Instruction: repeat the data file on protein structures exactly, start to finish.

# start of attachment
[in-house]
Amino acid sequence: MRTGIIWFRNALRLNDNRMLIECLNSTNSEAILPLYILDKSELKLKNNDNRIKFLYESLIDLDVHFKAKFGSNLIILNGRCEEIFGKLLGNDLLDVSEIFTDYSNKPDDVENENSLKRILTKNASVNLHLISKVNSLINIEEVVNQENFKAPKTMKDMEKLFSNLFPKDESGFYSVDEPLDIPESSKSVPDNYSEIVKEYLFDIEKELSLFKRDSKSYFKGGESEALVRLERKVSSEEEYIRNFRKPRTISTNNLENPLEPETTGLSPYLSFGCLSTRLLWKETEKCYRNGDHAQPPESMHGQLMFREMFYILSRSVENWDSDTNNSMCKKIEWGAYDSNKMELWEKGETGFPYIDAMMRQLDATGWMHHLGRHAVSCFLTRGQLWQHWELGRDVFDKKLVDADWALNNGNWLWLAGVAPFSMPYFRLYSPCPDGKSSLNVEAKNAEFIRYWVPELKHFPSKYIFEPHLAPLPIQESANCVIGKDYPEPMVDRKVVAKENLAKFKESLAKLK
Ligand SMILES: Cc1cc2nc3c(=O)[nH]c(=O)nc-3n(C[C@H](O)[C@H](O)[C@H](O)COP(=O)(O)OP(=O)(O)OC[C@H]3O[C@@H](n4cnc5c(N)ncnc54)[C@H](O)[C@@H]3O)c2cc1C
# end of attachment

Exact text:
[in-house]
Amino acid sequence: MRTGIIWFRNALRLNDNRMLIECLNSTNSEAILPLYILDKSELKLKNNDNRIKFLYESLIDLDVHFKAKFGSNLIILNGRCEEIFGKLLGNDLLDVSEIFTDYSNKPDDVENENSLKRILTKNASVNLHLISKVNSLINIEEVVNQENFKAPKTMKDMEKLFSNLFPKDESGFYSVDEPLDIPESSKSVPDNYSEIVKEYLFDIEKELSLFKRDSKSYFKGGESEALVRLERKVSSEEEYIRNFRKPRTISTNNLENPLEPETTGLSPYLSFGCLSTRLLWKETEKCYRNGDHAQPPESMHGQLMFREMFYILSRSVENWDSDTNNSMCKKIEWGAYDSNKMELWEKGETGFPYIDAMMRQLDATGWMHHLGRHAVSCFLTRGQLWQHWELGRDVFDKKLVDADWALNNGNWLWLAGVAPFSMPYFRLYSPCPDGKSSLNVEAKNAEFIRYWVPELKHFPSKYIFEPHLAPLPIQESANCVIGKDYPEPMVDRKVVAKENLAKFKESLAKLK
Ligand SMILES: Cc1cc2nc3c(=O)[nH]c(=O)nc-3n(C[C@H](O)[C@H](O)[C@H](O)COP(=O)(O)OP(=O)(O)OC[C@H]3O[C@@H](n4cnc5c(N)ncnc54)[C@H](O)[C@@H]3O)c2cc1C